Secondly, let’s take another look at the reason for this comparison. ASL is basically pointing out that the option to spend even more money in the sub game, EVE, makes it more similar to an “F2P” game. The incoherency of implying that paying MORE money for a sub game somehow makes it more “F2P” must be noted. If something costs MORE money, it is not MORE free, it is LESS free. This example indeed shows something, but all it shows is why people have started to refer to F2P by the term Pay2Win instead. Clearly, even F2P’s advocates don’t believe their own terminology.

  2. wartzilla says:

    That game disgusted me. It was the first NFS game I played in a long time, and made me realize they have removed the option for manual gear shifts entirely. And, of course, there’s still no in-car camera.

    It’s the stuff that makes me lose faith in humanity.

  3. Jenks says:

    “And, why is it that more often than not, the subscription-like option is incomplete; you still need to buy additional stuff to get the ‘full’ game?”

    This is my second biggest problem with F2P. In terms of gameplay I’m a whale, but I’m not retarded. My $15 a month is all it takes to run a game and then some, if everyone is paying in. I’m not financing the game for a bunch of people I don’t give a shit about. The idea that they’re providing ‘content’ for me so I should spend a few hundred bucks in a cash shop is so absurd I don’t even know how to address it.

    (note that this isn’t even my biggest problem with ‘f2p,’ which is the immersion destroying nature of a cash shop)

  4. With the games that have moved from subscription to F2P I get the sense that the companies still secretly love the monthly subscription model. SOE wouldn’t bug you about going “gold” every time you logged off, LOTRO wouldn’t keep bringing up VIP access, and SWTOR wouldn’t be selling you hot bars if they were all not still completely down with the subscription model in some sense. They have designed their “free” experience to drive you to subscribe.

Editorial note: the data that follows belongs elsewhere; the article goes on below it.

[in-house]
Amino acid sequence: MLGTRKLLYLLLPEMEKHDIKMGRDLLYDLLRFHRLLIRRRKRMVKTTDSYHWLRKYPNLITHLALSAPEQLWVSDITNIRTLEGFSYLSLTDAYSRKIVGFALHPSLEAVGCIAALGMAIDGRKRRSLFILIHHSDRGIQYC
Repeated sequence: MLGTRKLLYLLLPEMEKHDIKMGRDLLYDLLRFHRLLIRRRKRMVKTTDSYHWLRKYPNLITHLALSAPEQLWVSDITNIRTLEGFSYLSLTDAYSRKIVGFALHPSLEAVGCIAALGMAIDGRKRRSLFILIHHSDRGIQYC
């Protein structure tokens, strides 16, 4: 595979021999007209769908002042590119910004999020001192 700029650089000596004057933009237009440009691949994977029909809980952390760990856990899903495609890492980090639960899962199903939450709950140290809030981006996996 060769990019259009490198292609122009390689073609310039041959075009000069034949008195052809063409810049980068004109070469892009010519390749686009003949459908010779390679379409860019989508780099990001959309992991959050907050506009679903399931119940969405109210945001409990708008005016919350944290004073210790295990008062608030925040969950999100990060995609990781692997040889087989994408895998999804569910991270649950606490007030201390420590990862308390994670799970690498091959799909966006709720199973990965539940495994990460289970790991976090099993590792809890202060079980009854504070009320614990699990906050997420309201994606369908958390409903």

So, in a sense, these so-called “hybrid” model games are offering a limited free trial in hopes that you will subscribe. And anything you buy from the cash shop, subscriber or not, is gravy.

    What will be interesting is to see how Neverwinter progresses. I have not gone far in the game, but it does seem to be “substantially free” relative to the examples above. Can it stay that way?

    • Rammstein says:

      That’s mostly correct, so far as it goes. More specifically, they have details that show the conversion rate from partial free players to actual subscribers is super high, and so they design the game so that in every single facet of the game, there’s something you can pay money for to lessen an artificial hurdle. Free xp, limited auction slots, limited character slots, super low ‘gold’ limits,, etc. Then, once you’re subscribed, comes the attempt to get you to go over the monthly sub fee. Again, they have data that shows that if they can get you to buy even a few things extra, the initial resistance will be lowered and you’ll be likely to become a ‘whale’, buying large quantities of extra stuff if you can afford it. Some games offer limited free “bonus points” to subscribers, similar to drug dealers offering the first hit of heroin for free.

      This is where the sub/F2P dichotomy breaks down: the future is all about games which have more and more tiers. Free, mostly free, sub, sub+, whale. Luxury entertainment is all about progressive levels of spending enabling new tiers of spending; I know videogaming executives make enough money that they’ve experienced those kind of tours/resorts/etc personally. There’s no reason to believe they won’t expand the MMO market to include more and more of that kind of experience.

  5. Spidubic says:

    EQ2 is F2P with a sub option. Going F2P means not being able to equip Legendary items. Not a real problem at lower levels as quest gear is rarely Legendary. But oddly enough once to about level 88 every piece of gear you get from quests is Legendary. SO you get to a point where you either sub or run around naked. ;)